Monday, June 18, 2007

Spring Awakening Calling

Spring Awakening Calling

I give up.

I've tried my best here and here to call attention to the lack of courtesy shown by certain audience members in observing appropriate theatre etiquette only to be outdone by Spring Awakening's consumer marketing to its own audience members via cell phone text messaging.

Seems they have a contest that requires audience members to text message their vital information prior to the close of intermission with winners being notified immediately after the show. My guess is that many of those participating will fail to turn off their cell phones during the pivotal second act.

As evidenced by this morning's Andrew Adam Newman story in The New York Times, producers appear to be throwing in the towel by encouraging use of text messaging for their own bottom line. Jujamcyn vice president Jordan Roth is quoted as saying, "Most producers now are really looking for new ways to communicate with our audience....[O]ur goal is to expand what we’re doing to many shows...Will it interfere with the show? Yeah, that is one of the things that is open for discussion."

OK, Mr. Roth. If you're open to discussion, please note I don't want to hear anyone's cell phone going off just so you can market to them, regardless of whether it's for your show or not. The only way I want a show to communicate with me during a show is to let the performance speak for itself.

This is Steve On Broadway (SOB).

Related Stories:
Rat Patrol: Coming To A Theatre Near You? (May 30, 2007)
Theatre Etiquette, Part Two (May 1, 2007)
Theatre Etiquette, Part One (November 30, 2007)

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At 18 June, 2007, Anonymous Esther said...

I want to assure you that I will not be taking part in this "promotion" when I see Spring Awakening next month. I don't even know HOW to text message! But even if I did, it just seems so gimmicky. And Spring Awakening, especially after the box office bounce it got from the Tony awards, hardly needs that kind of help. I'm looking forward to seeing a terrific group of young actors and listening to a great rock 'n' roll score. Besides having the potential of being rude to the audience, it also seems pretty rude to the people up on stage!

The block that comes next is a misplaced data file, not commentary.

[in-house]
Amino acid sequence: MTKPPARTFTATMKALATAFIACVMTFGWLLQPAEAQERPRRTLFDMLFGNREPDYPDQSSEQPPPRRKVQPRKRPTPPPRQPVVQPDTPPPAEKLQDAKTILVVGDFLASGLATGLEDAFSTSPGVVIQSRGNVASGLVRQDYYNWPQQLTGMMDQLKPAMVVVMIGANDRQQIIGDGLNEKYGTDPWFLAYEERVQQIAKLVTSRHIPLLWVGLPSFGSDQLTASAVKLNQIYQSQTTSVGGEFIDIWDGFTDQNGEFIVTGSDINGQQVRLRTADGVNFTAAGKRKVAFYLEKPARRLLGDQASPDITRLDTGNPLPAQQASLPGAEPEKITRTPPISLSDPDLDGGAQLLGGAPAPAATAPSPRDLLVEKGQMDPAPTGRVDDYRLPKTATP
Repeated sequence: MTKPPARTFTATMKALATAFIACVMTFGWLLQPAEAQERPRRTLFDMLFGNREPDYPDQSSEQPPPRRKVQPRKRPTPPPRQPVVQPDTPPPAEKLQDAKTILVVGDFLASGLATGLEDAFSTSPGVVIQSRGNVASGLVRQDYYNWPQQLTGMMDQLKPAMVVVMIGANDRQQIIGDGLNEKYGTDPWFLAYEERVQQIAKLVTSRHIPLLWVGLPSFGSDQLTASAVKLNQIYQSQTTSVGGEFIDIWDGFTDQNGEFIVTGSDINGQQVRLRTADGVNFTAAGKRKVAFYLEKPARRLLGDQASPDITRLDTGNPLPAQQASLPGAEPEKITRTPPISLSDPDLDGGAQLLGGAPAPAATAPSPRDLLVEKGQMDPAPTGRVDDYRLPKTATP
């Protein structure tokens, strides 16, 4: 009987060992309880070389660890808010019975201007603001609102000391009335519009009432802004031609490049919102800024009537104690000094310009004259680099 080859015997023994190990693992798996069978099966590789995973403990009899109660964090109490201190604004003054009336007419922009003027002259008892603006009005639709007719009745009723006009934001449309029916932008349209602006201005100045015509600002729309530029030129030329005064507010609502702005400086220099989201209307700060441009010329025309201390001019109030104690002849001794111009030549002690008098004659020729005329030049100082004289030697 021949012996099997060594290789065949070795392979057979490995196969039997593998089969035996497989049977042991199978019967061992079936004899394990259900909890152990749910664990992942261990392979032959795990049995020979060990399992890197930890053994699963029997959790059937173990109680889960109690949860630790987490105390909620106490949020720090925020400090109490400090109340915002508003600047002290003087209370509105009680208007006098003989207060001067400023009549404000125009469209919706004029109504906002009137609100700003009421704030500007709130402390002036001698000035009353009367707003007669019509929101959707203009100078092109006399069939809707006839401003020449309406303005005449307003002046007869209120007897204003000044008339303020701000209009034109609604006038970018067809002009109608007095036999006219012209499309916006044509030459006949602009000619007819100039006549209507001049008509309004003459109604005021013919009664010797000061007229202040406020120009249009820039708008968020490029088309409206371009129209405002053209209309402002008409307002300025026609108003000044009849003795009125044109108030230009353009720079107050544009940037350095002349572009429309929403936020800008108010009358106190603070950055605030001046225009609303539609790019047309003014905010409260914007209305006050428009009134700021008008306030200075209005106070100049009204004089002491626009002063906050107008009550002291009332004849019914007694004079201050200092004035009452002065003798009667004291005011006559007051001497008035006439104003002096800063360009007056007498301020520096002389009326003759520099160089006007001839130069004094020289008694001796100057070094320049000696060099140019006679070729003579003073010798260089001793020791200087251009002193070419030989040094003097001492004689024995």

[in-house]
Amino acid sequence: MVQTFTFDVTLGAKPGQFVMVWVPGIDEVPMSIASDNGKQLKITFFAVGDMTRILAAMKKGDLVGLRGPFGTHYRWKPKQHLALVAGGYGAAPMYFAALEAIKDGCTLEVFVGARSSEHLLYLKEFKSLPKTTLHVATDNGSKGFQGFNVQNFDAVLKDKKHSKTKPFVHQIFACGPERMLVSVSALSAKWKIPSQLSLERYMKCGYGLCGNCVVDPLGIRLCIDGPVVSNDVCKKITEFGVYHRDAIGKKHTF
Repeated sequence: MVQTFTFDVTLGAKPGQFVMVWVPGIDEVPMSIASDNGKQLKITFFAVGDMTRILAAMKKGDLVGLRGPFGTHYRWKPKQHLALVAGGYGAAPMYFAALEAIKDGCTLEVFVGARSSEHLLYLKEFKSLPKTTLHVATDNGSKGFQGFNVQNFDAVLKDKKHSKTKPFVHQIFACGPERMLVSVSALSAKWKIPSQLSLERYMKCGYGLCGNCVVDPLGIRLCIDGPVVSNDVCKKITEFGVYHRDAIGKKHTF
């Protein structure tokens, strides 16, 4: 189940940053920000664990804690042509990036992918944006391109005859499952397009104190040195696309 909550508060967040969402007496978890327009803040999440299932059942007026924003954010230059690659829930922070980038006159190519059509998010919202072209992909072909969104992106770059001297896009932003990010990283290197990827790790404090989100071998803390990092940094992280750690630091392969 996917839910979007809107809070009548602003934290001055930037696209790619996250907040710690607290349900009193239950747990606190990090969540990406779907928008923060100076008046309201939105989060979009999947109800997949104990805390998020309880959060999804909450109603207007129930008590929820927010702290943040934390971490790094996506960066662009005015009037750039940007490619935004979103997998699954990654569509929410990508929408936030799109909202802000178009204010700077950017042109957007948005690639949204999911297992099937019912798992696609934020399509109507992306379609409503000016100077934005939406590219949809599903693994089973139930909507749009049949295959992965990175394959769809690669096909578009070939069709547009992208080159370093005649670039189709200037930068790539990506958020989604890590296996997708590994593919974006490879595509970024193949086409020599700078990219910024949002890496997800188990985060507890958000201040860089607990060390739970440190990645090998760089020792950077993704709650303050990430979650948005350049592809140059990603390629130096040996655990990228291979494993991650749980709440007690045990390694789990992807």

At 18 June, 2007, Blogger Steve On Broadway (SOB) said...

Well, I do know how to text message and regardless of whether you set your cell phone on "vibrate" (which my ears can still hear) or take a quick peak at the phone's display (which illuminates anything in its path), it still counts as a disturbance. And you're right, Esther...why should we do anything to detract from the performers?

At 19 June, 2007, Blogger jordan said...

I completely agree. I don’t want to hear anyone’s cell phone going off during the performance either. Nor do I want it to vibrate or even light up. What I do want is to create new ways for audiences to engage with a show beyond the performance.

The goal of Broadway Phone is to enhance the experience for those who want to participate, while not compromising the experience for those who don’t. As with any new technology, getting it right is taking a lot of creative thinking, exploration, and trial and error.

The in-theatre piece is particularly tricky, as you point out. I’m happy to say that we have now been able to consistently deliver the response text message between the start of the curtain call and walk-out, so any phone sound is covered by the applause or happens as people are leaving the theatre. It’s still a work-in-a-progress, but it’s starting to really work.